Crime, streets, and logos discussed at community meeting
Published 12:20 pm Saturday, February 25, 2017
Residents at Port Arthur Position 7 City Councilwoman Charlotte Moses’ community meeting were interested primarily in street repairs and security in the city.
On Thursday night at the Port Arthur Public Library, the residents at District 4 Councilman Keith Richard’s community meeting were also interested in streets and security with one addition — their displeasure at the new city logo campaign.
Most asked why the city would spend the time and money on the new logo when there are so many other problems in Port Arthur.
“If council worked with the same emphasis on other problems as they have with this, things could get done,” said resident Gloria Sanchez.
Richard said the money for the logo is coming from the Hotel Occupancy Tax fund. Sanchez said the HOT money should be used to refurbish Rose Hill Manor instead.
Richard started the meeting by saying he holds his monthly meetings because he wants to be transparent as a councilman.
“The city has gotten better,” he said. “We work together. We can disagree, but we do it professionally. We can work together to move the city forward.”
“On the council they want you to choose a side. I want to do what’s right for the citizens. We have problems, but how can we work together to resolve them?”
The discussion next turned to sanctuary cities.
Resident David Jones asked if it could be clarified what a sanctuary city is.
Det. Elie Van Horn with the Port Arthur Police Department said they have had a policy on undocumented workers for a long time. Chief Patrick Melvin recently publicized the policy to remind everyone and that there’s been no changes.
LaRisa Carpenter, public information officer with the city, said there is no official designation of what a sanctuary city is. Furthermore, Port Arthur has no official designation as a sanctuary city.
Van Horn said the PAPD has no intention of asking anyone of their immigration status. Only federal government officers can make an arrest based on immigration status.
However, he added if a crime is so serious a factor, immigration status information will be passed along to a federal agent.
“We want residents to know it’s safe to report a crime and not get hauled off and detained,” Carpenter said.
Some residents asked about long response times on police calls.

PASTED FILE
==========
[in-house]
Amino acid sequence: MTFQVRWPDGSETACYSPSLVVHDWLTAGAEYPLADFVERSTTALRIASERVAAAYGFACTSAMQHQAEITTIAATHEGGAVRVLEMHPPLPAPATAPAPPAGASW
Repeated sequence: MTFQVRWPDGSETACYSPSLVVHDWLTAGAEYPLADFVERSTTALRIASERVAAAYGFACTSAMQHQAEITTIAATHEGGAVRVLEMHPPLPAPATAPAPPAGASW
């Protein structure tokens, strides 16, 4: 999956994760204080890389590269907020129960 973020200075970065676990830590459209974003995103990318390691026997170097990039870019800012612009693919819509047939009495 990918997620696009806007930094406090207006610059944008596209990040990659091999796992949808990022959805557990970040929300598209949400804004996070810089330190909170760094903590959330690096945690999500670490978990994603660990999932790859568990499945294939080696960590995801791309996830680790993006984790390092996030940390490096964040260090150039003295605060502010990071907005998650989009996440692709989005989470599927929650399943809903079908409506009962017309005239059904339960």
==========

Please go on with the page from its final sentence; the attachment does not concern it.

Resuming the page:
Sgt. Amall Bodden of the PAPD said that Port Acres is their largest patrol area that also includes patrolling stores such as Walmart and Lowe’s.
Van Horn said the PAPD needs help from the residents and neighborhood watch programs can be effective. He cited one neighborhood watch that eventually pushed crime out of their area.
Others voiced how juvenile crimes were affecting them. It was suggested curfew enforcement, calling Child Protective Services and the new Explorer program for youths interested in becoming either a police officer, a firefighter, or an EMT may help.
Richard said those programs could help those youths and the Explorer program trains students so they’re ready if they decide to enter an academy.
Willie “Bae” Lewis, District 5 councilman, said he’s working with Entergy to have LED lights placed in the city for better lighting.
Lastly, Armando Gutierrez, public works director, said nearly half the streets in Port Arthur are either in poor of failed condition.
He said it’s time for the city to accept a plan and make a commitment.
He gave as an example asphalt streets that start to dehydrate and crack. Moreover, the foundation starts to move and the street fails.
Gutierrez would like to stop the leaks, make a good repair, and the cost of maintenance will drop dramatically. He also compiled an inventory of every street in the city and ranked them on a scale of one to 10.
“It’s maintenance rather than repair,” he said.
Lewis said the city will need a bond issue of at least $50 million to $60 million to have all the streets fixed in a timely manner rather than spending $14 million a year and taking 20 years to complete.
He added that there should be more revenue flowing to the city’s coffers now the water department and the transit department no longer need to be subsidized. Additionally, Cheniere Energy in Louisiana will be buying $12 million worth of water yearly from the city for their plant that will service the debt on a street bond.
Thirdly, the city can save by teaming up with Jefferson County Precinct 3 road crews and cut costs in street construction.
Richard said he favors getting started on the streets now and work out the bond later. He also wants the refineries and plants to start paying their full tax that would bring in $25 million to $30 million a year.
Sanchez asked why is everyone so afraid to ask the refineries to do this since they’re not going anywhere.
“Our city should be beautiful,” she said.
Richard said that is why residents need to come to city council meetings, let their voices be heard and to get involved.
One resident asked about the dumping of tires in the city.
Richard said there’s only so much the city workers can do and if the citizens don’t want to get involved and clean it up, Port Arthur will continue to look like a third world country.
He cited as an example of code enforcement in Nederland that Port Arthur could use where residents first receive a warning, then a citation, and finally they must appear in court.
Lewis said he favors rotating the code enforcement inspectors every six months and placing cameras to catch illegal dumpers.
“We need to hold the tire shops accountable. There’s not that many citizens who are dumping that many tires,” Richard said.
David Ball: 409-721-2427